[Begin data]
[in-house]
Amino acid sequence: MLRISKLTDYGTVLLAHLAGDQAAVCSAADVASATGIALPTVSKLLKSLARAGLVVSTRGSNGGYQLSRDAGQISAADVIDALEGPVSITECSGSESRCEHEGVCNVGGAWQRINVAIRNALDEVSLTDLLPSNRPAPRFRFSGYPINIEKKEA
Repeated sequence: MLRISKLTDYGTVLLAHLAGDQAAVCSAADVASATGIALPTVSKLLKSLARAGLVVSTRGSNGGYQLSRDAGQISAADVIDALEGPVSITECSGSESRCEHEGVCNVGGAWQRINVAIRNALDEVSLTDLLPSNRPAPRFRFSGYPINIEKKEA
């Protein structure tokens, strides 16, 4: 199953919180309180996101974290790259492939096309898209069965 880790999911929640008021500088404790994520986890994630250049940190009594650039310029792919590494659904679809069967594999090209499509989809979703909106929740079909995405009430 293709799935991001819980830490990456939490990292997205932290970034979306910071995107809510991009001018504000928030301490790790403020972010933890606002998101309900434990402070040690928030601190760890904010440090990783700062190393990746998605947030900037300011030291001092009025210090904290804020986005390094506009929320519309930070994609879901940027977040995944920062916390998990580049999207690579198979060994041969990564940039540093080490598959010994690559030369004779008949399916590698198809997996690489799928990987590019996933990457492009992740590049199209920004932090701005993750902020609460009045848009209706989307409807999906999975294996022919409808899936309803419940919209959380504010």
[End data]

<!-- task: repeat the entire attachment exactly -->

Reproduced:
[in-house]
Amino acid sequence: MLRISKLTDYGTVLLAHLAGDQAAVCSAADVASATGIALPTVSKLLKSLARAGLVVSTRGSNGGYQLSRDAGQISAADVIDALEGPVSITECSGSESRCEHEGVCNVGGAWQRINVAIRNALDEVSLTDLLPSNRPAPRFRFSGYPINIEKKEA
Repeated sequence: MLRISKLTDYGTVLLAHLAGDQAAVCSAADVASATGIALPTVSKLLKSLARAGLVVSTRGSNGGYQLSRDAGQISAADVIDALEGPVSITECSGSESRCEHEGVCNVGGAWQRINVAIRNALDEVSLTDLLPSNRPAPRFRFSGYPINIEKKEA
């Protein structure tokens, strides 16, 4: 199953919180309180996101974290790259492939096309898209069965 880790999911929640008021500088404790994520986890994630250049940190009594650039310029792919590494659904679809069967594999090209499509989809979703909106929740079909995405009430 293709799935991001819980830490990456939490990292997205932290970034979306910071995107809510991009001018504000928030301490790790403020972010933890606002998101309900434990402070040690928030601190760890904010440090990783700062190393990746998605947030900037300011030291001092009025210090904290804020986005390094506009929320519309930070994609879901940027977040995944920062916390998990580049999207690579198979060994041969990564940039540093080490598959010994690559030369004779008949399916590698198809997996690489799928990987590019996933990457492009992740590049199209920004932090701005993750902020609460009045848009209706989307409807999906999975294996022919409808899936309803419940919209959380504010």